Is “A Cake Just a Cake?” The Commitment to LGTBQIA+ Equality in the Marketplace
In 2013, Rachel Cryer and Laurel Bowman were denied a cake for their wedding by the Kleins, owners of Sweet Cakes by Melissa, because they refused to bake a cake for a same-sex wedding. The couple filed a complaint with the Oregon Department of Justice that was eventually taken up by the Oregon Bureau of Labor and Industries (BOLI). Two years after the Cryer-Bowmans were denied a cake, the BOLI found that the Kleins had violated Oregon law and fined them $135,000. The case was recently sent back to the Oregon Court of Appeals by the United States Supreme Court with instructions for the Court of Appeals to consider the case again in light of a similar case last year. It is one of many cases in which most courts have ruled that businesses cannot discriminate against customers who are seeking services for same-sex weddings. In a new article published in First Amendment Studies, Isaac West analyzes the rhetoric concerning this case, using three outlets: Breitbart, Todd Starnes’ commentary at FoxNews, and Glenn Beck’s The Blaze.
West argues that the conflict between equality and freedom is at the heart of the Kleins’ case, and notes that as “abstract concepts,” equality and freedom “can co-exist.” But this case brings into stark focus the potential conflicts when business owners use claims of religious freedom to impede an open marketplace, thus nullifying claims to equal citizenship for members of the LGBTQIA+ community. Media coverage of the Kleins’ case contributes to how the public understands the legal balance between freedom and equality.
West focuses on how the case was covered by Breitbart, Todd Starnes at FoxNews, and Glenn Beck’s The Blaze. Each of these conservative outlets has a unique style, but all focused on the Kleins as part of a “culture war,” what the outlets see as a conflict between a secular state and the religious rights of individuals. West addresses two themes in the coverage: the Kleins as small-business owners and issues of religious freedom.
The first theme that emerged in coverage of the case was the Kleins as small-business owners, an occupation that is favored in American society. Breitbart’s coverage emphasized that Sweet Cakes by Melissa was a small business with “a certain level of success, but also not too much success” by frequently showing the strip mall in which the original bakery was located. The Kleins eventually relocated the bakery to their home. Coverage in The Blaze showed the Kleins in “a wooded area,” presumably near their home. The narrative in the coverage makes clear that the case has cost the couple both business and dignity; the Kleins were forced to relocate their bakery, and Aaron Klein took a job as a garbage collector.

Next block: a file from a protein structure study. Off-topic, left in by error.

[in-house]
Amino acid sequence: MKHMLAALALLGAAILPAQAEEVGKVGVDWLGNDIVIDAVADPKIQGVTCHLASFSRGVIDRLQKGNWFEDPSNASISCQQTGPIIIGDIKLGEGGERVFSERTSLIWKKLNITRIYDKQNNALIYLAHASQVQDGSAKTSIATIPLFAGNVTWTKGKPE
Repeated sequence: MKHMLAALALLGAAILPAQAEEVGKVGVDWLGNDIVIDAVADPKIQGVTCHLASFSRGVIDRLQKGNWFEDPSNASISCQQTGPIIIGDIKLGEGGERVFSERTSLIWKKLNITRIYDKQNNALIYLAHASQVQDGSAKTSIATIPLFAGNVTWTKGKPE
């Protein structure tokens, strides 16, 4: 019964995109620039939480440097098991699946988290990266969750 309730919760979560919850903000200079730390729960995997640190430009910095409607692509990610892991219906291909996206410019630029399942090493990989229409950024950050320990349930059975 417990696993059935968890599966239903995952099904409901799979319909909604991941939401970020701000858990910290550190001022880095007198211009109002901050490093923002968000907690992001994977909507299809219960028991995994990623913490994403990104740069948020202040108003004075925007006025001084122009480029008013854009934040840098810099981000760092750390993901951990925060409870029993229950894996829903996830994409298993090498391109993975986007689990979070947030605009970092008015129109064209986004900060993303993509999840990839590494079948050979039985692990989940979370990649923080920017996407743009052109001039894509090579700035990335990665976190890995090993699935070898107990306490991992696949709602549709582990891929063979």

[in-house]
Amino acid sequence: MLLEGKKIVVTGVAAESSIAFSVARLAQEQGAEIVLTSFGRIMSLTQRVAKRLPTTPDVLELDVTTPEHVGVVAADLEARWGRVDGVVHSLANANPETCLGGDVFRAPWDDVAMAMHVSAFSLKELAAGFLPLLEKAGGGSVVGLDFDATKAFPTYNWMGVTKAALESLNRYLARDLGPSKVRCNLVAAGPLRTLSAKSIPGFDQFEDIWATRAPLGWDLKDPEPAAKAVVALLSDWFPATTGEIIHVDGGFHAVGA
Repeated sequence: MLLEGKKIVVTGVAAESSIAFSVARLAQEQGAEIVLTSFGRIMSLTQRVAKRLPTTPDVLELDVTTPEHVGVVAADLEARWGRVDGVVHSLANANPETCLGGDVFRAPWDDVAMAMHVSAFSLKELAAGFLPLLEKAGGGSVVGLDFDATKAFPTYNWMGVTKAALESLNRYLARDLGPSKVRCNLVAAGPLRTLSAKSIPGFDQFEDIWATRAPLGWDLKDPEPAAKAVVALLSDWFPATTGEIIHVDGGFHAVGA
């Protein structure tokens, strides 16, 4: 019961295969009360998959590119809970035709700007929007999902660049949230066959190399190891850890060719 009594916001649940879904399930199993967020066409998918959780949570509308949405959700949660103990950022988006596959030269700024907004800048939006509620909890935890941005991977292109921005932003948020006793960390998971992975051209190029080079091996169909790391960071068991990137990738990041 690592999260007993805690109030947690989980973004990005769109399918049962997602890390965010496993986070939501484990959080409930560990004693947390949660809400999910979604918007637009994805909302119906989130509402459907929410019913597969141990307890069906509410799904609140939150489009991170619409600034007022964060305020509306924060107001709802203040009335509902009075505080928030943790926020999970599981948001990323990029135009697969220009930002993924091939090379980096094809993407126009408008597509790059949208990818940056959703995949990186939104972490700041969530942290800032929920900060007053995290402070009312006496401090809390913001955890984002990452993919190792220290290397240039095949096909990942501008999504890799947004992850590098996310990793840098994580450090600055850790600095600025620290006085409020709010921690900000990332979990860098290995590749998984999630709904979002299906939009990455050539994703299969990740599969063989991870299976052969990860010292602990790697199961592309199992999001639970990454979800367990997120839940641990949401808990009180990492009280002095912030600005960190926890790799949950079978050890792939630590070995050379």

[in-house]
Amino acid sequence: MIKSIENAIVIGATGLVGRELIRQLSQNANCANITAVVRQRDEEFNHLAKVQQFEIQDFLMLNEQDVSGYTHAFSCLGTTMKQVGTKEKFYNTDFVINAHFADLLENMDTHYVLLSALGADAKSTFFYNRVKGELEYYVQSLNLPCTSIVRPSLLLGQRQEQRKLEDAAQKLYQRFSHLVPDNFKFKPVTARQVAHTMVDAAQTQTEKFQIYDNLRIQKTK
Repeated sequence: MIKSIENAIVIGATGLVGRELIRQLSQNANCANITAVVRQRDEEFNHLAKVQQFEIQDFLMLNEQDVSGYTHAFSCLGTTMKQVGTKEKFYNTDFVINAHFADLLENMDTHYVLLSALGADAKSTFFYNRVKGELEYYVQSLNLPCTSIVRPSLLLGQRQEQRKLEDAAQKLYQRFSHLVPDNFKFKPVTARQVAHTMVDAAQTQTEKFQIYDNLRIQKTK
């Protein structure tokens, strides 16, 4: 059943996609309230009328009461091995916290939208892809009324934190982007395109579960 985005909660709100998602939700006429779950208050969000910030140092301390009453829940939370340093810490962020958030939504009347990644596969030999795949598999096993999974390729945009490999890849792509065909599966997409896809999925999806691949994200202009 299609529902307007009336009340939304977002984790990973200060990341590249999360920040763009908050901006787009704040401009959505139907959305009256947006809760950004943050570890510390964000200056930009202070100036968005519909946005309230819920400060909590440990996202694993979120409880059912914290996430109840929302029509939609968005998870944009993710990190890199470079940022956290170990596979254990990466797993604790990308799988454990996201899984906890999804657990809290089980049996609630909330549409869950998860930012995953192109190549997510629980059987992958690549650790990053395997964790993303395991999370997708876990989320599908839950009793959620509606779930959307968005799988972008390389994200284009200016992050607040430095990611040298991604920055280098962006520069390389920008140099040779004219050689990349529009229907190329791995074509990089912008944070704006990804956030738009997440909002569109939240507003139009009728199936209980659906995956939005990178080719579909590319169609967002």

Coverage of the Kleins as small-business owners also emphasized that they were “Christian Bakers.” In photos published in Breitbart, Sweet Cakes by Melissa lacks corporate logos and branding and, instead, displays numerous crosses on the wall. As West notes, crosses imply religiosity but do not convey overt discrimination. By framing the Kleins as “Christian Bakers,” the conservative outlets inject the Kleins’ religious identity into the marketplace. In interviews, the Kleins frequently claim that their views should be “tolerated,” meaning that they should be able to turn away customers. According to West, this “redefin[es] how small business should be able to participate in a tolerant free market of their own choosing” by allowing them to create an unequal, yet public, marketplace.
Religious freedom is a second theme emphasized in coverage of the Kleins’ case. West argues that the Kleins were positioned as victims of religious persecution in The Blaze. In interviews, the Kleins claimed that the BOLI decision was “intimidation and bullying.” The $135,000 fine resulted in skepticism from a variety of outlets. At FoxNews, Starnes’ commented, “Jeez. That must have been one heck of a cake.” The Kleins described how the BOLI fine would lead to homelessness, even though the family had raised more than enough money to cover the fine. West argues that much of the coverage positioned the Kleins as “victims” of a secular government and as casualties in a culture war perpetuated by the Cryer-Bowmans and others.
In concluding, West addresses the question of whether “a cake is just a cake.” Wedding cakes are central to most wedding ceremonies in the United States. The bakers denied the couple a cake because it was a wedding cake, not a birthday cake or a graduation cake. The Kleins also made clear that they would not have denied a cake for these other life events. Although agreeing that “a wedding cake is always more than just a cake,” West argues that we should consider it as a product sold in a public marketplace. According to West, the ability to purchase a wedding cake, or anything else, is the ability to participate fully and equally in an open, public marketplace.
West argues that conservative media outlets emphasized the value of religious freedom and the value of small business owners to America over the nation’s commitment to equality. West challenges this narrative and argues that a marketplace of goods requires a commitment to equality. When the Kleins took their business to a public marketplace, “they lost the ability to privilege their religious beliefs over the right to a free and fair marketplace.” By entering the marketplace, the Kleins were obligated to provide service to all customers under the equal protection clause. In conclusion, West writes, “Equality, one of the hallmarks of American law, demands no less than our every effort to assure it.”